"Decay Theory" Scholars have recently turned to processes of decay as a way to theorize what has been excluded or marginalized in totalizing formulations of capital, the Anthropocene, and the global. From within these fissures, explorations of decay emerge to challenge hegemonic political orders, tropes of human’s ecological dominance, and ontological or aesthetic stasis. This seminar will bring together these emergent disciplinary perspectives to begin theorizing how decay might reshape our scholarly methods and archives. Decay, we contend, is especially useful to think with because it spans the symbolic (e.g. Francis Fukuyama, Political Order and Political Decay) and the material (e.g.
Edited Volume CFP
Not Dead, But Dreaming: Reading Lovecraft in the 21st Century
Call for Abstracts
ACLA 2020 (American Comparative Literature Association)Conference Dates: March 19-22, 2020, ChicagoAbstract Submission Deadline: Sept. 23, 2019 (9 a.m. EST) Ordinary Language Philosophy and Literary Studies
International Contress on Medieval Studies Kalamazoo 2020
A new preference for the production and consumption of lyric forms of poetry, over that of more narrative options like the epic, often coincided with a governing body’s establishment of courtly norms and practices. This trend is consistent across a multitude of seemingly disparate cultures. The popularity and refinement of the ghazal during the Ghaznavid dynasty and the sonnet at the Elizabethan court are just two examples of similar formal developments arising within different cultural contexts. Shorter lyrics were often formally rigorous, but also highly customizable, and many of these forms also called for a new emphasis on the construction and expression of self.
Call for Papers for the Panel
European Identity: From Culture to Politics
As part of the 8th Euroacademia International Conference
‘The European Union and the Politicization of Europe’
Ghent, Belgium, 25 - 26 October 2019
Deadline: 25th of September 2019
Georgia State University’s 2020 New Voices Conference: February 7-8th, 2020 in Atlanta GA.
Submission Deadline: October 1st, 2019z
Artistic products are cultural artifacts; language and symbols exist as methods of representing new feelings, ideas, and experiences. In turbulent and profound moments of history and personal experience, art and literature attempt to capture and retell the experiences of restlessness, feelings of movement, and reactions to disorder. The 2020 New Voices Graduate Conference invites submissions that consider concepts of (un)rest.
American Comparative Literature Association
Chicago, March 19-22, 2020
The MOSF Journal of Science Fiction is accepting submissions for a special issue on environmental studies and science fiction to be released in the summer of 2020.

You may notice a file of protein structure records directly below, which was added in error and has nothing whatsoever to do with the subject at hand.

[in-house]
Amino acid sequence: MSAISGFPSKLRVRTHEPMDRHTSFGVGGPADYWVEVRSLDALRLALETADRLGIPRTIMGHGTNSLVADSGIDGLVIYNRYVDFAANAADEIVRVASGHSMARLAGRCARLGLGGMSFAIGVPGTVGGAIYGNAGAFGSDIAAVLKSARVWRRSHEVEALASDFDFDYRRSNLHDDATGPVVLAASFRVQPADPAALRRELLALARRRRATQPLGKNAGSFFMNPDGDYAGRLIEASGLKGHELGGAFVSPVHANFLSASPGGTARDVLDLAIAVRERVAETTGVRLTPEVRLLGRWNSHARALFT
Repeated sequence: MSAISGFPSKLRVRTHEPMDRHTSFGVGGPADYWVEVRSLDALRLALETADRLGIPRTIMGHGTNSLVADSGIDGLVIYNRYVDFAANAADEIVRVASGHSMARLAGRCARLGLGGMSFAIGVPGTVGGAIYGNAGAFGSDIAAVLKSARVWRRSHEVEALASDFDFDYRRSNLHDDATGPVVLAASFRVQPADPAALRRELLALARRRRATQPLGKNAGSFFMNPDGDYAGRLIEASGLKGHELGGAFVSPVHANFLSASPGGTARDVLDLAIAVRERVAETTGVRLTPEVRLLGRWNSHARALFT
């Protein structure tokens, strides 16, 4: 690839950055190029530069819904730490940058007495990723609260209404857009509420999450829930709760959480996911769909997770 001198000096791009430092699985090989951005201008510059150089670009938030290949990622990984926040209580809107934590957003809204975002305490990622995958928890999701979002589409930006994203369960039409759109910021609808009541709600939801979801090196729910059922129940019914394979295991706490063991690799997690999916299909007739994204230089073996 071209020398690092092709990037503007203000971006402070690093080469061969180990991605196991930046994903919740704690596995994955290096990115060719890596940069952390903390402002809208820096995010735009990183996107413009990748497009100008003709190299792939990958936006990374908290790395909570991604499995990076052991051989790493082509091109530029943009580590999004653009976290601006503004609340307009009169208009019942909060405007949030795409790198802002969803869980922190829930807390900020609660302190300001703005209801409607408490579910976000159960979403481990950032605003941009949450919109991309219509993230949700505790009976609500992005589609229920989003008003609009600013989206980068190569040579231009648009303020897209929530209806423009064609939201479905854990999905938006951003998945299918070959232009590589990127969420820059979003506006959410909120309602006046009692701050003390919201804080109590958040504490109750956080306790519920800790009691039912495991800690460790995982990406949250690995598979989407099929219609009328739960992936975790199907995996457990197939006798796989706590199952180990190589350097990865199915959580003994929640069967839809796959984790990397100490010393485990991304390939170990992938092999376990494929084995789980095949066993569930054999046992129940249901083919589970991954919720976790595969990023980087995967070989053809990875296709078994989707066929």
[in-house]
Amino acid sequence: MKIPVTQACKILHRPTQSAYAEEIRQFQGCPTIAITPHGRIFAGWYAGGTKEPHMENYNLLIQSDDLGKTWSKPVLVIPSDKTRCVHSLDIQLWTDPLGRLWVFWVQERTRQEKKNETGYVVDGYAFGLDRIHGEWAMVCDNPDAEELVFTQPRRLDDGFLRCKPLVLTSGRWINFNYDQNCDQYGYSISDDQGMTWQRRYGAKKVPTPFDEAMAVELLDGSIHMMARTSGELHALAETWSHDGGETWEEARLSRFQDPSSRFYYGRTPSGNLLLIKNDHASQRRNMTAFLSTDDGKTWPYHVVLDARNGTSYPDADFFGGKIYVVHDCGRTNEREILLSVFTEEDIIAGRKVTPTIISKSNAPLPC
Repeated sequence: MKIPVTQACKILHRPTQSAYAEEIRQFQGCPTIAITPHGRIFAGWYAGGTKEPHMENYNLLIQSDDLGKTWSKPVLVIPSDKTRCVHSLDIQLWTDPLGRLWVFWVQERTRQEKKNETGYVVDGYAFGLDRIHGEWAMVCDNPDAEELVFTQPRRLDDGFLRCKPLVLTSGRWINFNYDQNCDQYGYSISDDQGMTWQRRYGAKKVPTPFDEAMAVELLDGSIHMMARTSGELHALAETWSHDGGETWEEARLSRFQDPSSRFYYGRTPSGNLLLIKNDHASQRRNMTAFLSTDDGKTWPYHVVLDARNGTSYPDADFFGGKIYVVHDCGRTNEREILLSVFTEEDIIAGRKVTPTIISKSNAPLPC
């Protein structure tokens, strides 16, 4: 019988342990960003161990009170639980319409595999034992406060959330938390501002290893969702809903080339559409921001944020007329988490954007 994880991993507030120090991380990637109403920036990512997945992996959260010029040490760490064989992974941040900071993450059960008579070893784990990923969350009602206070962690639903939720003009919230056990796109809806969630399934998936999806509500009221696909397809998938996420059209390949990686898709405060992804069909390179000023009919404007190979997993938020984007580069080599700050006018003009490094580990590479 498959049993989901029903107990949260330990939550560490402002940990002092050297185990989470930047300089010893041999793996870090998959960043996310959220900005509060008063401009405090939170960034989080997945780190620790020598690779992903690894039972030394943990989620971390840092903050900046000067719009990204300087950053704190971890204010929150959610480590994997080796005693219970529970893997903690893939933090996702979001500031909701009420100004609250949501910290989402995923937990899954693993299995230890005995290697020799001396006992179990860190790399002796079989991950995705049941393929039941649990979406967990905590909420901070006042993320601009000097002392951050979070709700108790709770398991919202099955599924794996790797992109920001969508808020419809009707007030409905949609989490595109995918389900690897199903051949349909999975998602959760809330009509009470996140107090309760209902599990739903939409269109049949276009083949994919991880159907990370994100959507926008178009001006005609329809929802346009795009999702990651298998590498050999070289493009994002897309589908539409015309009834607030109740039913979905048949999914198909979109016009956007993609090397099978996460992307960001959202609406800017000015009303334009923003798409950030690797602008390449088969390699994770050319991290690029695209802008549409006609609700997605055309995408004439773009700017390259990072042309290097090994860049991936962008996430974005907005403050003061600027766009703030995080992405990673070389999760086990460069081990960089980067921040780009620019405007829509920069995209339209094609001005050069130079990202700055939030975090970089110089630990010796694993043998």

On Openings, Incipits, & First Lines
ACLA Seminar, March 19-22, 2020, at the Sheraton Grand Hotel in Chicago
Organized by Kristina Mendicino and Dominik Zechner
Every phrase and every sentence is an end and a beginning,
Every poem an epitaph.
Alternative Realities: New Challenges for Literature in the Era of Trump
Friday 13 – Saturday 14 December 2019
Clinton Institute for American Studies, University College Dublin
---Submissions are now open---
In summer of 2019 Netflix released the highly anticipated Rolling Thunder Revue: A Bob Dylan Story by Martin Scorsese. Scorsese takes footage shot before and during Dylan’s legendary concert tour, combines it with later interviews of principal figures (real and fake) involved with the 1975 shows, and adds in his own cinematic sleight-of-hand, producing a film which attempts to recapture the carnivalesque spirit of Dylan’s travelling revue.
I seek papers for a panel examining the dramatic dimensions of the Rolling Thunder Revue. Subjects might include, but are not limited to, the following:
Giorgio Agamben is one of the most compelling contemporary theorists of literature. Yet despite ever intensifying interest in Agamben’s work, his studies of literature and poetics remain a less explored dimension of his corpus. This seminar seeks spirited contributions that engage with Agamben’s reflections on literary texts, as well as those mobilising the concepts and interests of his aesthetics into new readings. Papers addressing the connections between literature and other aspects of Agamben’s thought (such as sovereignty and biopolitics) are welcome, as are explorations of his writing’s intellectual and historical contexts – including its affinities with the work of thinkers such as Benjamin, Blanchot, Foucault, Derrida, de Man and Hamacher.